Why the Canadian labour market is already back to normal

The bathtub theory of unemployment

The Labour Force Survey release for August was typical of LFS releases since the recession ended three years ago: modestly good news, but not enough to put a serious dent in the unemployment rate. When will things get back to normal?

The answer is “things are already back to normal.” Canadian unemployment rates simply don’t fall quickly back to pre-recession levels during a recovery (click on the graphs to open a larger version in a new window):

To understand why unemployment jumps up quickly but declines slowly requires looking at the dynamics of the labour market.

There are two things to consider when thinking about fluctuations in employment: hires and separations (i.e. layoffs plus quits). Hires represent the flows of workers employment, and separations are the flows out of employment: the changes in the levels of employment are the differences between inflows and outflows:

Changes in employment = Hires – Separations

The number of people employed is best thought of as a bathtub with a continual flow of hires pouring in the top and a continual flow of separations draining out the bottom. If the inflow in is greater than the outflow, the bathtub fills up. If the flow out of the drain is greater than the inflow, then the bathtub empties.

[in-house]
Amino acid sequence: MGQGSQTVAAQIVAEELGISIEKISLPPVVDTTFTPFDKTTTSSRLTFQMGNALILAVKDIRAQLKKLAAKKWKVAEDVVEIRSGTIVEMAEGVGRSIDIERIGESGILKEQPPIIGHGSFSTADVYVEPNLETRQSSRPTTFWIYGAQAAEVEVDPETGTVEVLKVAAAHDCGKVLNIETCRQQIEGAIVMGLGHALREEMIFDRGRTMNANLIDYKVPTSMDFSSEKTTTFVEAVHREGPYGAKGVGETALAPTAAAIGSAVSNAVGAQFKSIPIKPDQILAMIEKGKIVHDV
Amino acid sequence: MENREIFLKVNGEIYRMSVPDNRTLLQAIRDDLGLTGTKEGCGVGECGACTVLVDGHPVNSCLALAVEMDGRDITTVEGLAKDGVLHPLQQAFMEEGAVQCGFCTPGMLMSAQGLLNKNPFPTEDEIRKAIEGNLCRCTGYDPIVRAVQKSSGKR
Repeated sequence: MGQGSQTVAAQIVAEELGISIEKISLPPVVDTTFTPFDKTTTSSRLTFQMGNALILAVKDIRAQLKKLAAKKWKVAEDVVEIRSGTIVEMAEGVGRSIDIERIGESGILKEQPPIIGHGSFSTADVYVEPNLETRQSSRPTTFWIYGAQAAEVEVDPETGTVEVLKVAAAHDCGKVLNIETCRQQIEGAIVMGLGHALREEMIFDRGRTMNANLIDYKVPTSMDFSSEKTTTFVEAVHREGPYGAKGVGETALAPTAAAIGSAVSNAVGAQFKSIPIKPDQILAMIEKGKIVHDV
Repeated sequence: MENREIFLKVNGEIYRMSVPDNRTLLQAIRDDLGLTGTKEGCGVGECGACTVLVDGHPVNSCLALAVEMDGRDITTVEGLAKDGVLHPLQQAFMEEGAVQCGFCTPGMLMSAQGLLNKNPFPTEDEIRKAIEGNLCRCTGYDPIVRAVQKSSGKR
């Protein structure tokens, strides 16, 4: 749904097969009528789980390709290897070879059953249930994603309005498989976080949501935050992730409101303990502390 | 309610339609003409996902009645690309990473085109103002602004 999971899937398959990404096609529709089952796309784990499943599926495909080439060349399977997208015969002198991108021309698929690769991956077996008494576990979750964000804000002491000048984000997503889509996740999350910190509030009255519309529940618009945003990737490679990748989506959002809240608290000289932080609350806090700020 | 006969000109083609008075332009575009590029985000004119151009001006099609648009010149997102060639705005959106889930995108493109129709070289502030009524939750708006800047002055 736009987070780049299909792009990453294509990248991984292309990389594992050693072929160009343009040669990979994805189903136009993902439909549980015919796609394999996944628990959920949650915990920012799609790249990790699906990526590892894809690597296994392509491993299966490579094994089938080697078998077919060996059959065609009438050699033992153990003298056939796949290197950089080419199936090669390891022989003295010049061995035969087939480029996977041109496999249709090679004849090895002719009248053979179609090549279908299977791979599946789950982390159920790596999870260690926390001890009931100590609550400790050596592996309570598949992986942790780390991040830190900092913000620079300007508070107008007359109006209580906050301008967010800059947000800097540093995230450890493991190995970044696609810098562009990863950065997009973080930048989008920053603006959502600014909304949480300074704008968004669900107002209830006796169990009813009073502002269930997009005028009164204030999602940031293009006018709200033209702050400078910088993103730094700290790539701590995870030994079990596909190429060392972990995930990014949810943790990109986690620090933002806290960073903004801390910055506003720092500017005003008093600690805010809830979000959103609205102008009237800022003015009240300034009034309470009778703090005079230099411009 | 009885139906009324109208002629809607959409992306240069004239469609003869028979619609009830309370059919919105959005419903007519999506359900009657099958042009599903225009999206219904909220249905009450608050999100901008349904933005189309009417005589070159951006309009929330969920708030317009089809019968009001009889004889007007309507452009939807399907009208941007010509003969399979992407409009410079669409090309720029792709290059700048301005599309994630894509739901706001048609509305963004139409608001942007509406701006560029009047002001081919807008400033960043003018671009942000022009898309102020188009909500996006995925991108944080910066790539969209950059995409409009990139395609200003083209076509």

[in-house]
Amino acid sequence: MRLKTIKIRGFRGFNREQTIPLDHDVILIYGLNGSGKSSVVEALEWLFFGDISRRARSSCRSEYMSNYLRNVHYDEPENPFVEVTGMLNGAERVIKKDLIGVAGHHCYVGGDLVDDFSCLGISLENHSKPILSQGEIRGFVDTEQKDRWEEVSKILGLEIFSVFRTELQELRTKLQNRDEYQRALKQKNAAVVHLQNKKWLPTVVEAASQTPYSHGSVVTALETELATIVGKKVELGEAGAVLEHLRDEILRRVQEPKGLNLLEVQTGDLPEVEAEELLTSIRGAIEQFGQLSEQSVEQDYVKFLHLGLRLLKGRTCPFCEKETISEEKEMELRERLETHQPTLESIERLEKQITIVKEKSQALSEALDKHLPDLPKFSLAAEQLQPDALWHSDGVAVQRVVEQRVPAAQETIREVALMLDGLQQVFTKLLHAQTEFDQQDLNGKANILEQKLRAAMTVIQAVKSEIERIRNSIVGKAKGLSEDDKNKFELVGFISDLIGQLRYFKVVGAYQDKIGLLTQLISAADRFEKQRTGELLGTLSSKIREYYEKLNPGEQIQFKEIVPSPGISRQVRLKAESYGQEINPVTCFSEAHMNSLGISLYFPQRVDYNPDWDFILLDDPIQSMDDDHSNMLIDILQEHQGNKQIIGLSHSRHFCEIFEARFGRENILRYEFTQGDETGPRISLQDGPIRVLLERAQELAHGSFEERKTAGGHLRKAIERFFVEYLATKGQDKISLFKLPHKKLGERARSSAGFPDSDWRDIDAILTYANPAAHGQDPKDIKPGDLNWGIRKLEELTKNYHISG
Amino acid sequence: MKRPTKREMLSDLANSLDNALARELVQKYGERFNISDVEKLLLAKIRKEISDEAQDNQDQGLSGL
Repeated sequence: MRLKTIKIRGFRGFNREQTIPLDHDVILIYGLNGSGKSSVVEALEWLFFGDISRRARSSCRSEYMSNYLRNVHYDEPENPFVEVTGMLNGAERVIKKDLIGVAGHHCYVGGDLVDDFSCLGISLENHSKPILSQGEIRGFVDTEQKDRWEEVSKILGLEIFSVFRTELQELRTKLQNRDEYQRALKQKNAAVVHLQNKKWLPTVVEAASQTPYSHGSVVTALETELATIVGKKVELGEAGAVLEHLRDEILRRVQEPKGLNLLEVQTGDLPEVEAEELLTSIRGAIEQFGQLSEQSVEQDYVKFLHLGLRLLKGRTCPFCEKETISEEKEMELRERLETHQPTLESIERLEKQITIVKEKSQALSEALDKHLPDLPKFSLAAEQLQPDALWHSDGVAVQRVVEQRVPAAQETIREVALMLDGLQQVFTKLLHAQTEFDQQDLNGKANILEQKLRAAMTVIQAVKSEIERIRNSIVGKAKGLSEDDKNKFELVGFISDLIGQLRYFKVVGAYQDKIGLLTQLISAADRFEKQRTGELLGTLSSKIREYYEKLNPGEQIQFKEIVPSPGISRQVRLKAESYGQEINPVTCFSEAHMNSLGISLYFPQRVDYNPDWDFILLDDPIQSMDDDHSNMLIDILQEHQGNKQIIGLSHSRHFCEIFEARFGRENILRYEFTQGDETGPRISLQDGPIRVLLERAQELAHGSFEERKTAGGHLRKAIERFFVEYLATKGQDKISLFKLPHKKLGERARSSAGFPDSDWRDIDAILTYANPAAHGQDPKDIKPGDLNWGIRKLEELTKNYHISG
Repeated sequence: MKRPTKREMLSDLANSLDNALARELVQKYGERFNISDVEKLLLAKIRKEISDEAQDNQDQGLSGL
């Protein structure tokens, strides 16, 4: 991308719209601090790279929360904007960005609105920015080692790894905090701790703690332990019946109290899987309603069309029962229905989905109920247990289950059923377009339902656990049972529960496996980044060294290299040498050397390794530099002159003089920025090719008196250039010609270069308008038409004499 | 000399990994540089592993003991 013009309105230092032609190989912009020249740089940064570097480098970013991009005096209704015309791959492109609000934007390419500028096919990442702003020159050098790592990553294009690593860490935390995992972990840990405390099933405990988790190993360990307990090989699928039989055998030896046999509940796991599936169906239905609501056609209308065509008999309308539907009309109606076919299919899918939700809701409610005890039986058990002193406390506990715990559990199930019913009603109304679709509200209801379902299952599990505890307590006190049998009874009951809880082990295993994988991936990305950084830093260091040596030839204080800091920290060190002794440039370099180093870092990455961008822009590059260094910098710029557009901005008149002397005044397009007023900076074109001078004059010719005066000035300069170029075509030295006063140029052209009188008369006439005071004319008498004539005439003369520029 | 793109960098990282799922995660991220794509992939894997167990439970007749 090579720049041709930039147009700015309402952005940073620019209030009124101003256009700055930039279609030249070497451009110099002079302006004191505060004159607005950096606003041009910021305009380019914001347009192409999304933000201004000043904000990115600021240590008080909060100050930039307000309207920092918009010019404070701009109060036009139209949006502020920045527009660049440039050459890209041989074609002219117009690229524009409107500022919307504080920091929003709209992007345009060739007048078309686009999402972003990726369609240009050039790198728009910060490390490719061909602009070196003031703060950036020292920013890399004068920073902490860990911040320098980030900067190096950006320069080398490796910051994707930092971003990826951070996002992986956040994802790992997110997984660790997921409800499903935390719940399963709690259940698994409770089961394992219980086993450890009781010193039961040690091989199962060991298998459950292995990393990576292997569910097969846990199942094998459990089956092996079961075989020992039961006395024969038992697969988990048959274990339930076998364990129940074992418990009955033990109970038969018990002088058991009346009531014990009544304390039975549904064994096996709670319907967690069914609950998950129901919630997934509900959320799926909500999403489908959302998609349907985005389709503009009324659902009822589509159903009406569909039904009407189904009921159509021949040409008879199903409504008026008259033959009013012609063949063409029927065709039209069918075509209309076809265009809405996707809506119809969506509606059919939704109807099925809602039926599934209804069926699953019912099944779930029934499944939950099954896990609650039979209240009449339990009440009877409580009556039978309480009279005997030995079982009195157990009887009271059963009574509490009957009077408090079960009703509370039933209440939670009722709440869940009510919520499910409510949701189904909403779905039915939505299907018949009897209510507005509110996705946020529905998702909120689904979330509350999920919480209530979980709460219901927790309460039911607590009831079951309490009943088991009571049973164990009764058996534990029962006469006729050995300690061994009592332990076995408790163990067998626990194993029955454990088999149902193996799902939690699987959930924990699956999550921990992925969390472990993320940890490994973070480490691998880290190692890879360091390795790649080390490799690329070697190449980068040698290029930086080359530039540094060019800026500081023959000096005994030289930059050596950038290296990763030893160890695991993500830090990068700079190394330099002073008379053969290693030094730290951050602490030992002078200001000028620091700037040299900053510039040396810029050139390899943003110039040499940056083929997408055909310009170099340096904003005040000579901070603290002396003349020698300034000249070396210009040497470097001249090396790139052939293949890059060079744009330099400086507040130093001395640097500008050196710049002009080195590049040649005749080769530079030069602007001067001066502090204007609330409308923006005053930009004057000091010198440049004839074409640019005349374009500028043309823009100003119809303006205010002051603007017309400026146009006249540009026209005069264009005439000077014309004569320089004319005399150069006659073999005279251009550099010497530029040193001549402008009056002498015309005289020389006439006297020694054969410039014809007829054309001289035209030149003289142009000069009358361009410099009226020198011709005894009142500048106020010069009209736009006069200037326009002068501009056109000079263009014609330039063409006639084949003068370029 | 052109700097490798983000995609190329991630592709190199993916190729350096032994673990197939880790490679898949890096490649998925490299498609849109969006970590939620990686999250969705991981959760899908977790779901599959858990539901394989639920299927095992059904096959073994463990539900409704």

The scale of the flows in and out of employment dwarf the changes in employment that dominate the headlines. This graph complied from data published by the US Bureau of Labor Statistics’ Job Openings and Labor Turnover Survey —for which there is sadly no Canadian counterpart— illustrates how and why U.S. employment fell during the recession and why it is taking so long to recover:

The change in employment is the difference between hires (the black line) and separations (the tops of the bars). The absolute size of these changes is measured in the tens and occasionally hundreds of thousands, compared to roughly four million people starting and leaving jobs per month.

Two things happened to the U.S. labour market in 2008. First, hiring dropped off. Then the financial crisis provoked a wave of layoffs. The combination of the two effects meant that net changes in employment were negative for a little over a year. The increase in employment in 2009 was brought about not by a rebound in hiring, but by a reduction is separations. Layoffs returned to their usual levels, but that wouldn’t have been enough to turn employment around. The key was that quits fell enough to offset the fall in hiring. U.S. hiring rates have still yet to return to pre-recession levels.

So even though U.S. employment may be increasing, the U.S. labour market is a long way from functioning normally. Firms are still reluctant to hire, and many workers are clinging to jobs they might have otherwise quit.